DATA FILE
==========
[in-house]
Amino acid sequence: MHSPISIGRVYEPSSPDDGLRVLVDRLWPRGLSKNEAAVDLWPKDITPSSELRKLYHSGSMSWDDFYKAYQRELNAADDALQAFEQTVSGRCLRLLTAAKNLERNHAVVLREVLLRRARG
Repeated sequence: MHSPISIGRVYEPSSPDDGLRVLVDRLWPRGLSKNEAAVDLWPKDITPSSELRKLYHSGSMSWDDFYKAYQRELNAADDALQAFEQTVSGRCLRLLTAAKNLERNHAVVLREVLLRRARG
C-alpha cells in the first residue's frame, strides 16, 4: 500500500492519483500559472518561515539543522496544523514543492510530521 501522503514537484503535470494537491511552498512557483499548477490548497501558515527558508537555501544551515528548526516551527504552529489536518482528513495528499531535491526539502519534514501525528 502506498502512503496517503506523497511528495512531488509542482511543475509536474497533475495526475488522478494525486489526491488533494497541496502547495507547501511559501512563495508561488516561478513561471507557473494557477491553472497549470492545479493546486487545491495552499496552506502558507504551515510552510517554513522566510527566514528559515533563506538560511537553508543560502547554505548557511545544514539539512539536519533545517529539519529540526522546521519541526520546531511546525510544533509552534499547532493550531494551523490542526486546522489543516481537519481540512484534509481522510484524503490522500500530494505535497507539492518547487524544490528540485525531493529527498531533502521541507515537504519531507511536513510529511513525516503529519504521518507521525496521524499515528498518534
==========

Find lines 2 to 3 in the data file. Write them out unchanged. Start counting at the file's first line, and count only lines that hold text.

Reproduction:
Amino acid sequence: MHSPISIGRVYEPSSPDDGLRVLVDRLWPRGLSKNEAAVDLWPKDITPSSELRKLYHSGSMSWDDFYKAYQRELNAADDALQAFEQTVSGRCLRLLTAAKNLERNHAVVLREVLLRRARG
Repeated sequence: MHSPISIGRVYEPSSPDDGLRVLVDRLWPRGLSKNEAAVDLWPKDITPSSELRKLYHSGSMSWDDFYKAYQRELNAADDALQAFEQTVSGRCLRLLTAAKNLERNHAVVLREVLLRRARG